In Australia, a pilot biorefinery in Gladstone, Queensland that plans to be the trial site for renewable biojet fuel and diesel production from agricultural and forestry waste is set to go ahead after a funding injection from the State Government. The pilot is supported through the Palaszczuk Government’s AU$150 million Jobs and Regional Growth Fund, which helps to facilitate private sector projects that create regional employment and economic growth opportunities.
According to a statement, US biotechnology process applications developer Mercurius Biorefining Inc. has commenced detailed design of the pilot biorefinery and will begin construction in months.
New industries mean new jobs and our focus is clearly on jobs. That’s why we’re supporting companies like Mercurius. I met with Mercurius during a trade mission to the US in 2017 and they made it clear they recognised Queensland was committed to developing a biofuels industry, said Queensland Premier Annastacia Palaszczuk.
Proprietary CO2-free conversion technology
Mercurius Biorefining has developed cutting-edge, patented biotechnology to produce cost-effective drop-in biofuels and biochemicals from non-food feedstocks like sugarcane waste – all without directly producing a carbon dioxide (CO2) by-product
Minister for State Development, Manufacturing, Infrastructure and Planning Cameron Dick said Mercurius’ world-leading biotechnology will bring Queensland a step closer to achieving an AU$1 billion biofutures industry by 2026.
The planned biorefinery pilot represents a huge vote of confidence in the biofutures credentials of Queensland, particularly in the Gladstone region. During its three-month operational period, the pilot biorefinery will provide work for around 30 people. Once the pilot is successfully delivered, Mercurius then plans to build a larger demonstration plant, which would scale up production of biofuels and biochemicals. The demonstration biorefinery would target production of four tonnes of renewable diesel and jet fuel daily and could attract a combined investment value of $11 million and create an estimated 50 jobs, said Minister Dick.
The pilot is supported through the Palaszczuk Government’s AU$150 million Jobs and Regional Growth Fund, which helps to facilitate private sector projects that create regional employment and economic growth opportunities.
As stated in the KPMG bioenergy state of the nation assessment, commissioned by Bioenergy Australia, Queensland in leading the nation when it comes to the development of the bioenergy industry. We’re strongly placed to capitalise on our existing agricultural and manufacturing base and supporting infrastructure, and this is allowing us to take a lead role in the production of renewable fuels, Minister Dick said.
Through the state’s Advance Queensland Industry Research Fellowships program, Queensland University of Technology (QUT) also secured AU$300 000 over three years to fund research on Mercurius’ biotechnology at the pilot plant. Member for Gladstone Glenn Butcher said Mercurius chose Queensland to develop and commercialise its technology due to the state’s willingness to support innovative projects.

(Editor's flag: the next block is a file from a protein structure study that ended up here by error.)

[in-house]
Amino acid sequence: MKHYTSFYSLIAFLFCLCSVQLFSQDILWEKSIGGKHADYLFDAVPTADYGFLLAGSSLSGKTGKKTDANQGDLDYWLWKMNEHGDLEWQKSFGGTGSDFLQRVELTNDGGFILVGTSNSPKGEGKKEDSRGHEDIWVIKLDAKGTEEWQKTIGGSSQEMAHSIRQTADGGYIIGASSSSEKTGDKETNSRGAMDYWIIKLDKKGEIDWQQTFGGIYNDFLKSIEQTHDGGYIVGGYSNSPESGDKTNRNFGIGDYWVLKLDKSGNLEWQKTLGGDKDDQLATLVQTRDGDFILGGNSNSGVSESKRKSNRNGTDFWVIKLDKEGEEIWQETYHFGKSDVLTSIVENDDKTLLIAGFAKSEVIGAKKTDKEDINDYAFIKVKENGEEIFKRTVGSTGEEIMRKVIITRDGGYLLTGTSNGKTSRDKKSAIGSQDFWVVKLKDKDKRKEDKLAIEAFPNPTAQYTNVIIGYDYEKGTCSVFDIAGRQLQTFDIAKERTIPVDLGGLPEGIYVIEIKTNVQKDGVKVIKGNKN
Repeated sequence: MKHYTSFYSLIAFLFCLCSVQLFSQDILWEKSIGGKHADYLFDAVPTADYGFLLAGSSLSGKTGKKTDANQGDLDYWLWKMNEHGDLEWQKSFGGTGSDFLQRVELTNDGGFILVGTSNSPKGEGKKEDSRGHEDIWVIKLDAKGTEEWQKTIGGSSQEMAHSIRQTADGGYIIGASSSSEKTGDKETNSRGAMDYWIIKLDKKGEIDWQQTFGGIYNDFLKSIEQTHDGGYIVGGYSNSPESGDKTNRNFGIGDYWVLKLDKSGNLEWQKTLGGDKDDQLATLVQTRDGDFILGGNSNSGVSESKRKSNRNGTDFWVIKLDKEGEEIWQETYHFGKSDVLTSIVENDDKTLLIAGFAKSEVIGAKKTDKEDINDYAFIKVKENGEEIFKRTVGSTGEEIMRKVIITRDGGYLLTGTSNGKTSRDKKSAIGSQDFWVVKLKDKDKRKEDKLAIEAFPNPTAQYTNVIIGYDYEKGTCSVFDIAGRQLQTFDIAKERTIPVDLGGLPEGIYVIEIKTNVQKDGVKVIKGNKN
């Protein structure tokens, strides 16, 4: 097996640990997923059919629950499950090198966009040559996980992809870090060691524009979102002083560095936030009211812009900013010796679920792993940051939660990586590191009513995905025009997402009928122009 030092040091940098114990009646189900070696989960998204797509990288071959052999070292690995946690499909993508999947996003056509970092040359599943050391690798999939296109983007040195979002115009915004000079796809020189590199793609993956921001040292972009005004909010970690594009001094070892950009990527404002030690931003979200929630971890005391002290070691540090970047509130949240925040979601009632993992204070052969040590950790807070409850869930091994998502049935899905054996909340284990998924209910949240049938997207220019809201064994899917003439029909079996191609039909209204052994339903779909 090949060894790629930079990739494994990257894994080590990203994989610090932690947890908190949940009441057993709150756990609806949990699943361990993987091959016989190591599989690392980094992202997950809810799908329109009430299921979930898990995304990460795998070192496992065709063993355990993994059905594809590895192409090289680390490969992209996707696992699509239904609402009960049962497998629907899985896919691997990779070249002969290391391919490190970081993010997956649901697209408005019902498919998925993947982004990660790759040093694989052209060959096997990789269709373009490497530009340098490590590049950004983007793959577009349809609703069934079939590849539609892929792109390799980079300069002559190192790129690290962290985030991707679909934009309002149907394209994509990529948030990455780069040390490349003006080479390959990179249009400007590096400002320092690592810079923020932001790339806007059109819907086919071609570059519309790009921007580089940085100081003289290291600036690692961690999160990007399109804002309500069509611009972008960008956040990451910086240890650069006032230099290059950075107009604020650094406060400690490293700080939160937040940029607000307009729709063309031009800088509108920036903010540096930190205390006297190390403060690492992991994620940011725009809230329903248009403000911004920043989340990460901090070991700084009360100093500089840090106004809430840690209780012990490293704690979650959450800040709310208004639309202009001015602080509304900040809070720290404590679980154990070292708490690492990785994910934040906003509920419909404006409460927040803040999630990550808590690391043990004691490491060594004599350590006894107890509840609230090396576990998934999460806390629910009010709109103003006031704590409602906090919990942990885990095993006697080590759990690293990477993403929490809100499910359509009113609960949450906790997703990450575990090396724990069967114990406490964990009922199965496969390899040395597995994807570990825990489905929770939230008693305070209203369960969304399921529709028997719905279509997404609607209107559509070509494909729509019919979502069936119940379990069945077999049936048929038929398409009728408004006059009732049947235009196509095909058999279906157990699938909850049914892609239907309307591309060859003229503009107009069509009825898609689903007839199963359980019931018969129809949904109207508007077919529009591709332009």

Over the longer term, based on the performance of the pilot and demonstration plants, the company plans to establish up to five commercial-scale biorefineries across regional Queensland. This project is great news for Gladstone in terms of high-value local jobs and investment, and the state government looks forward to continuing working with Mercurius as they move this project closer to commercialisation said Glenn Butcher.
Gladstone Mayor Matt Burnett said the city was proud to be recognised as a biofutures hub.
I joined the Premier on her 2017 US trade mission. I understand the investment potential that can be unlocked by this innovation. As our economy continues to transition and evolve, it’s crucial we attract companies like Mercurius to Gladstone, to expand the local biofutures industry and create more high-value jobs here in central Queensland, said Matt Burnett.
Biorefinery potential in Queensland
Mercurius Biorefining Managing Director Michael Vevera said that the company continues to see the strong potential of regional Queensland as a leading global biorefinery location.
Queensland is an ideal destination to further develop our patented REACH biotechnology. This is due to the abundance of feedstocks, coupled with the Queensland Government’s continued commitment to build a strong biofutures industry, said Michael Vevera.
President and CEO of Mercurius Karl Seck said the company was attracted to Queensland by the Queensland Government’s Biofutures Acceleration Program in 2017.
Through that program, we successfully completed our scientific validation of the company’s biotechnology last year, which was conducted at QUT. Mercurius is excited to continue working with the Queensland Government, and we look forward to driving this project forward, for the benefit of Queensland’s regional communities, said Karl Seck.
The Mercurius pilot biorefinery will be co-located on the Northern Oil Refinery at Yarwun, with construction scheduled to conclude in late 2019.